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Electric vehicles and winter weather

Nissan Leaf and Chevrolet Volt
Nissan Leaf and Chevrolet VoltNissan and General Motors

Plug-in electric vehicles like the Nissan Leaf and Chevrolet Volt have been getting a great deal of attention recently but one thing we haven't seen much of is images of EVs in winter weather. There is a good reason for that, electric vehicles can suffer a significant range reduction in cold weather.

Even the most advanced lithium ion batteries available today have only a tiny fraction of the energy density available from a gallon of liquid fuel like gasoline or diesel. That's why the 660 pound, 24 kilowatt-hour battery in the Leaf can barely provide the same roughly 100 mile range as about 20 pounds (approximately three gallons) of gasoline. The smaller 16 kWh (of which 10.6 kWh is usable) battery in the Volt offers about 25-50 miles of electric driving depending on the conditions.

Fuel economy has always been widely variable depending on the driving conditions and driving style and that is particularly true for EVs. Every major automaker producing an EV acknowledges that range will drop in cold weather. The question is why?

While internal combustion vehicles consume more fuel in cold weather for a number of reasons including increased aerodynamic drag from the low temperatures, no matter what the temperature, an engine always produces a lot of waste heat. The coolant used to manage engine temperatures always flows through a heat exchanger. When the mercury dips and drivers turn up the interior temperature, a flap is opened that allows air to flow through the heat exchanger and warm up. Other than the electrical load from a ventilation fan, there isn't any significant additional load on the engine when heating the car and fuel economy isn't really affected.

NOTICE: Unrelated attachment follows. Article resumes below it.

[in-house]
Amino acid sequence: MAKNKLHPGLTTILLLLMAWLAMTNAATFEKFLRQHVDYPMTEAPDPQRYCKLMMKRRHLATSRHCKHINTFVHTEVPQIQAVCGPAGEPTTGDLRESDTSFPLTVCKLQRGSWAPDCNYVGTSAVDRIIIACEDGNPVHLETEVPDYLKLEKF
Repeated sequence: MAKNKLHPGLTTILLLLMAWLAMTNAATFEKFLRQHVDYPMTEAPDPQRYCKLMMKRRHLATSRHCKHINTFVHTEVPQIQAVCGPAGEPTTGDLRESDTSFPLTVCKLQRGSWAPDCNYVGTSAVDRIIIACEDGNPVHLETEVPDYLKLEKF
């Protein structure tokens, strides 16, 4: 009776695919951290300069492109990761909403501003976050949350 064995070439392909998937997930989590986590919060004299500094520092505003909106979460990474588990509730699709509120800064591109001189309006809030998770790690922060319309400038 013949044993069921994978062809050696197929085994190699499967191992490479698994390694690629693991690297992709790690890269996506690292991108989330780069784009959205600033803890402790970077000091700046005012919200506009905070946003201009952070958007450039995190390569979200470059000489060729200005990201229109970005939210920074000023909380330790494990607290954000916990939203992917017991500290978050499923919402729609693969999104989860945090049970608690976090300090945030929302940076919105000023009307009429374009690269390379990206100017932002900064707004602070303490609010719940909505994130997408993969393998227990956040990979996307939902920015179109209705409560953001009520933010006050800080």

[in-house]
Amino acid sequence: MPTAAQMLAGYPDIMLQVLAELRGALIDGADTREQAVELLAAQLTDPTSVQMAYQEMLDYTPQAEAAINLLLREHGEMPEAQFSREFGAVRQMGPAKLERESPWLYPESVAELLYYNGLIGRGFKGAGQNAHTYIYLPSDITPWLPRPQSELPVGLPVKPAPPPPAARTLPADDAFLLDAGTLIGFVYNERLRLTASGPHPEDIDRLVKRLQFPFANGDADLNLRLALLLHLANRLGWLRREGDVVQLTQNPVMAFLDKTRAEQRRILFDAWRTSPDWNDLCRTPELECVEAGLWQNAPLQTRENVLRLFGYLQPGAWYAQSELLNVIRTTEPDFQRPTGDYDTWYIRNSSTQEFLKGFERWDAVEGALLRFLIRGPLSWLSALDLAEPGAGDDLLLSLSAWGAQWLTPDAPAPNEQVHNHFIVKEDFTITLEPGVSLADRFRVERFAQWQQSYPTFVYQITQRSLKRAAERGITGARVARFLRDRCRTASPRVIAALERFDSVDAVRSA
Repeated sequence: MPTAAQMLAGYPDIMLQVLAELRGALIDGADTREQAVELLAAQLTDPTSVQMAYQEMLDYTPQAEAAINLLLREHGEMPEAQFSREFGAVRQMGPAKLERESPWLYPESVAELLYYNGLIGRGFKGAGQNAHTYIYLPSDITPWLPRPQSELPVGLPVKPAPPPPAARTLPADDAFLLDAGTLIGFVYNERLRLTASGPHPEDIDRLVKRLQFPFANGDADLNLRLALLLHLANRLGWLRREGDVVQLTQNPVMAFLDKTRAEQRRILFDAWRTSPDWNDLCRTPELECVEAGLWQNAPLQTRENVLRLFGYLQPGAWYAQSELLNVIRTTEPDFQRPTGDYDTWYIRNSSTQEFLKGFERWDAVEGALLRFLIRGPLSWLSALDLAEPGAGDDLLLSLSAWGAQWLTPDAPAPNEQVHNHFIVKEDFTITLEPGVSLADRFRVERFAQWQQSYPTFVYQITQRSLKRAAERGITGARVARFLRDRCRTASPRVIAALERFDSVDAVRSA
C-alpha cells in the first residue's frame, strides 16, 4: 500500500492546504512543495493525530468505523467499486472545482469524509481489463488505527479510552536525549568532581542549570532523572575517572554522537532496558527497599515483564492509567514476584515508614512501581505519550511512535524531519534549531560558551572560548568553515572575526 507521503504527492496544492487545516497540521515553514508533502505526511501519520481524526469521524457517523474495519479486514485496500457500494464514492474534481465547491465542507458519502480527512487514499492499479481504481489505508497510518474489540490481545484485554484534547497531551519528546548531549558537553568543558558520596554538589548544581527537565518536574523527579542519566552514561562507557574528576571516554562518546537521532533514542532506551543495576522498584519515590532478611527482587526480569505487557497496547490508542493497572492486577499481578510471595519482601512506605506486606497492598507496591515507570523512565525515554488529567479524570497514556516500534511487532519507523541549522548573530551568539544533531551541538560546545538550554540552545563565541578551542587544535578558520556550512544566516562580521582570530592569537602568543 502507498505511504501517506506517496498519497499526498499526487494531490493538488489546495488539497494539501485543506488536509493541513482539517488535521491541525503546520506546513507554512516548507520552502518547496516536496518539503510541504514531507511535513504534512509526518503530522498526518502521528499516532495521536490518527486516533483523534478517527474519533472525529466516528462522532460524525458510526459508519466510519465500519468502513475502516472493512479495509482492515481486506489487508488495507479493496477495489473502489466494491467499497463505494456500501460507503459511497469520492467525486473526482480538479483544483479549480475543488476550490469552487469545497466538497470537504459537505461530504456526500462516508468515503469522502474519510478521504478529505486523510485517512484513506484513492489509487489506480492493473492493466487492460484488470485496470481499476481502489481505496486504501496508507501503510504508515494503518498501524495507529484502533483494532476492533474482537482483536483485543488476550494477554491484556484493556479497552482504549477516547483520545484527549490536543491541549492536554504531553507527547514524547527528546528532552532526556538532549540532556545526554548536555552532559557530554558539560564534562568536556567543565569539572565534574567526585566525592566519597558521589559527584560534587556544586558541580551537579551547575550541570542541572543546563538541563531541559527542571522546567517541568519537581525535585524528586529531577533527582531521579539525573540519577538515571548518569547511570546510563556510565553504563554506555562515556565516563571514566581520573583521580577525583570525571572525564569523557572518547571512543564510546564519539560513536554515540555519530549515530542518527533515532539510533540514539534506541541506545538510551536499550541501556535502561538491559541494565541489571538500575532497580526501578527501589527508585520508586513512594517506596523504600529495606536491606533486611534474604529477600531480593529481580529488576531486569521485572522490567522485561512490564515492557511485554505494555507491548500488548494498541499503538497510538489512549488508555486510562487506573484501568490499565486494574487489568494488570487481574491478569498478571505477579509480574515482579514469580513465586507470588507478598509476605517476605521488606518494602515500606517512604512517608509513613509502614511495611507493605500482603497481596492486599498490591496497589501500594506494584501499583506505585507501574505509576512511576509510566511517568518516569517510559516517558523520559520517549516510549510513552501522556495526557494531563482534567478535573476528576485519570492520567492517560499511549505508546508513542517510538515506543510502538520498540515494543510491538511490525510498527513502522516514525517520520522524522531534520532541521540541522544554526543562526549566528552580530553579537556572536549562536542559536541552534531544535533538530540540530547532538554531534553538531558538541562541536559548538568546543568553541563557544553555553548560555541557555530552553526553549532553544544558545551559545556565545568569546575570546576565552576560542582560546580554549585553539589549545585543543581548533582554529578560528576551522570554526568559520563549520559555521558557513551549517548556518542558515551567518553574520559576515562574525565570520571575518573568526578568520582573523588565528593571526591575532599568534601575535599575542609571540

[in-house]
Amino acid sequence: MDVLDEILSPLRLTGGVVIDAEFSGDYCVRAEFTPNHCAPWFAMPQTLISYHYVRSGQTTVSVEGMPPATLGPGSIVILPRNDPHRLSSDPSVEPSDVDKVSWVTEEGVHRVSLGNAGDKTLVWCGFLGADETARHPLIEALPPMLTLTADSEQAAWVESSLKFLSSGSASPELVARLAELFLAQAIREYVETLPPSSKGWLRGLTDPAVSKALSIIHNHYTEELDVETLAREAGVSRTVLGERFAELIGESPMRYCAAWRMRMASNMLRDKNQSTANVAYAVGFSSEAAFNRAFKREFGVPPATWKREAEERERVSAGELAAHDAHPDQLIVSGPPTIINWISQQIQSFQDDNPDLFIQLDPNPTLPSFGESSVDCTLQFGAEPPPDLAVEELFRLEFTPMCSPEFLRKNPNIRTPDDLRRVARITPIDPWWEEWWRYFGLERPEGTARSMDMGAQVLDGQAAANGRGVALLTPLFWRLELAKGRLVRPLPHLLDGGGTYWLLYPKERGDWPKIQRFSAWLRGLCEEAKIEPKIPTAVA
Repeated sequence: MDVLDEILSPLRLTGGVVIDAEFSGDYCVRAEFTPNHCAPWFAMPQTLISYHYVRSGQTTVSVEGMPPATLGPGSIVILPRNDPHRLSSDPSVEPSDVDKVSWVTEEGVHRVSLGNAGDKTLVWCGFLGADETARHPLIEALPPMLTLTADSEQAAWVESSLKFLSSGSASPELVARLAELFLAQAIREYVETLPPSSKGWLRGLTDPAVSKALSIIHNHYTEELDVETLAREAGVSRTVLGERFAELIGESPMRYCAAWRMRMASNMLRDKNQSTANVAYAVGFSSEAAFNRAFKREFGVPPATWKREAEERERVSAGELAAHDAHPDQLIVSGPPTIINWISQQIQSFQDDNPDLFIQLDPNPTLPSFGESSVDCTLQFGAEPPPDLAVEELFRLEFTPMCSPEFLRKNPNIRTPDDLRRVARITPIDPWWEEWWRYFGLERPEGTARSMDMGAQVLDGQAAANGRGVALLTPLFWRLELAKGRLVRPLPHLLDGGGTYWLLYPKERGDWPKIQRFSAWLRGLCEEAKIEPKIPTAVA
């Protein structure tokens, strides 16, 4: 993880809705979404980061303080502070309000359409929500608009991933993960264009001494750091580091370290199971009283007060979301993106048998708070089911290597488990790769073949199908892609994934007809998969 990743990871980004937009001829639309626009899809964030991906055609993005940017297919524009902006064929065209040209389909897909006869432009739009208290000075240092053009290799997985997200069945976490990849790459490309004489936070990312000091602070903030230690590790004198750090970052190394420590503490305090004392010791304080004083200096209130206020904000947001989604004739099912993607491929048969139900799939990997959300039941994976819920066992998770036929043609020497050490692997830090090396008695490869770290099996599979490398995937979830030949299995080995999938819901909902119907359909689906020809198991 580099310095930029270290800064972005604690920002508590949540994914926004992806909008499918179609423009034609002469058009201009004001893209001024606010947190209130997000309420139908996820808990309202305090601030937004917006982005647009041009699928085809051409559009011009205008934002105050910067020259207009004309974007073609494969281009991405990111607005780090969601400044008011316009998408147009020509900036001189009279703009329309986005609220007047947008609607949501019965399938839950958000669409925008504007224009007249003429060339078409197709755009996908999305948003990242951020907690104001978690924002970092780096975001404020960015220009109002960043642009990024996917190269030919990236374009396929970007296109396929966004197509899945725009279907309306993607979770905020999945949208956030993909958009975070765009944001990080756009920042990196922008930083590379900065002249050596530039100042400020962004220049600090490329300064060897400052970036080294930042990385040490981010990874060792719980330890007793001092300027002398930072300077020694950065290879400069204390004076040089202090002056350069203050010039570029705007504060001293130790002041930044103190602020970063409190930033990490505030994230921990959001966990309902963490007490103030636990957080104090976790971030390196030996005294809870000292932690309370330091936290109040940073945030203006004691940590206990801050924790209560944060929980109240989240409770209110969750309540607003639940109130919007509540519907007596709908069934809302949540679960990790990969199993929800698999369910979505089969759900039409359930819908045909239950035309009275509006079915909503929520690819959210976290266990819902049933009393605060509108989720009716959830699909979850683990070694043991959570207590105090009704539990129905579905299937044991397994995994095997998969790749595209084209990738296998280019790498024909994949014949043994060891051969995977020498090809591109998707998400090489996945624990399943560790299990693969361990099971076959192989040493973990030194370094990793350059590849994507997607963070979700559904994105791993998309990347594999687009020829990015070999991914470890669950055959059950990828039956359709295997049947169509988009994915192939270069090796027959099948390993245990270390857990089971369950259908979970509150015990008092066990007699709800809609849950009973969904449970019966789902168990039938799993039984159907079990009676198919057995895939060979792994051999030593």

An electric vehicle on the other hand doesn't have this source of "free heat energy" (insofar as wasted energy can be considered free) so it has to use an electric resistance heating system. That heating system is drawing power directly from the battery and in turn reducing the driving range. In cold weather it can take about as much energy from the battery to heat the cabin as it does to propel the car at constant speed. That's why GM lists the Volt range as low as 25 miles in cold weather and as high as 50 miles in more moderate conditions. Similarly Nissan acknowledges that winter driving will bring the Leaf range down to the low 60 mile region.

Automakers have taken a number of steps to mitigate this problem but it will never go away completely. The Volt comes standard with heated seats because it takes significantly less energy to keep passengers comfortable when the heat is transferred directly to their backsides than it does to warm the entire cabin. Both the Leaf and Volt also feature the ability to preheat the car on a timer while it still plugged in to charge, thus using power from the grid and keeping the battery full. It takes less energy to maintain the temperature than it does to heat it up.

Electric vehicles still work very well in cold weather, they just can't do it as long and they will suffer more in terms of range than a traditional internal combustion engine vehicle.

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